There are things that everyone can do to help conserve water. When it comes to using water, Americans are some of the world’s biggest users per capita. Americans in the United States use 79.6 billion gallons worth of groundwater on a daily basis – which is the equivalent of 2,923 12-ounce cans for every woman, man, and child in the country.
A majority of surface water bodies like streams, rivers, and lakes are connected to groundwater. Conservation matters, whether your water comes from surface water or groundwater.
The Basics of Water Conservation
Nearly three-quarters of the water that is used inside of the house takes place in the bathroom, with around ee percent used for bathings and 41 percent for flushing toilets. The U.S. EPA reports that the rest of indoor water use is divided between use in the kitchen, including dishwashing and clothes washing.
The use of outdoor water varies across the country. For example, in44 percent of the total used of household water in California is used outdoors, but in Pennsylvania, just 7 percent is used outside.
Understanding where you use the most water can give you clues on where you can conserve the most water.
Water Conservation Tips
Never pour any water down your drain when you could use it elsewhere, such as watering your garden or indoor plants.
Repair dripping toilets and faucets. One drop of water per seconds wastes a total of 2,700 galls of water per year.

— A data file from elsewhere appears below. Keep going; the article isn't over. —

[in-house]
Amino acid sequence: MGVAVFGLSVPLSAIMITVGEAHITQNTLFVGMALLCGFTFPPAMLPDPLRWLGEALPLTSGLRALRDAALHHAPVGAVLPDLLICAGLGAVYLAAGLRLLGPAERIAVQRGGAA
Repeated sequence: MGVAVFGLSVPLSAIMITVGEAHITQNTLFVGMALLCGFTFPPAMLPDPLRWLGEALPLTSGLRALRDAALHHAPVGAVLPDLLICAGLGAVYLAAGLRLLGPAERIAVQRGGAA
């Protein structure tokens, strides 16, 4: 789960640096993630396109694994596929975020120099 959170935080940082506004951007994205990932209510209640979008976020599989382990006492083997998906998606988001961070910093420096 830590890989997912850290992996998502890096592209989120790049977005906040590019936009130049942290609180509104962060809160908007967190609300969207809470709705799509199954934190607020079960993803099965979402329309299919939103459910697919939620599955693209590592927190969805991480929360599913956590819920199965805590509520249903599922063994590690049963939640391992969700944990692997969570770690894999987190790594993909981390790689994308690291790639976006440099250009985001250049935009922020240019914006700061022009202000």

Retrofit your household faucets by putting aerators that have flow restrictors on them.
Choose energy and water-efficient appliances.
When you aren’t using water, like when you are brushing your teeth, don’t run the faucet.
Run the dishwasher only when you have a full load, and only use its “light wash” feature if there is one, to use even less water.
Store drinking water inside of the refrigerator to save water instead of running the tap until there is cool water.
Avoid wasting water while you are waiting for it to become hot. Use it for other purposes like watering your plants.
Only use the washing machine when it is completely loaded, or set the level of water to match the load size.
Periodically check the well pump. You might have a leak if your automatic pump turns off and on when the water isn’t being used.
Plant drought-tolerant and/or native trees, shrubs, ground cover, and grasses. After they have become established, they won’t need water as often, and usually can survive dry spells.
Install the most water-efficient irrigation devices for each use. Soaker hoses and drip and micro-irrigation are some of the types of efficient devices that are available.
Use mulch to keep moisture inside the soil.
Avoid purchasing recreational water toys that need constant water stream.
Add a shutoff nozzle to your hose so you can adjust it to a fine spray.
Caring For Your Lawn
Do not over-water the lawn. When it rains heavily it eliminates having to water for as long as two weeks. During most times of the year, lawns need just one inch of water a week.
Water in several brief sessions instead of one long one, so that your lawn can absorb the moisture better.
Position your sprinkler so water lands on your shrubs and lawn instead of paved areas.
Don’t use sprinklers that spray find mists. Mists of water can evaporate in the air before it ever gets to your lawn.
Raise up the blade on your mower. A higher cut will help to encourage the roots of the grass to grow deeper, hold soil moisture, and provide the root system with shade.
Get a water-saving pool filter installed. A single back-flushing using a traditional filter consumes 190-250 gallons of water.
To reduce water evaporation, cover spas and pools.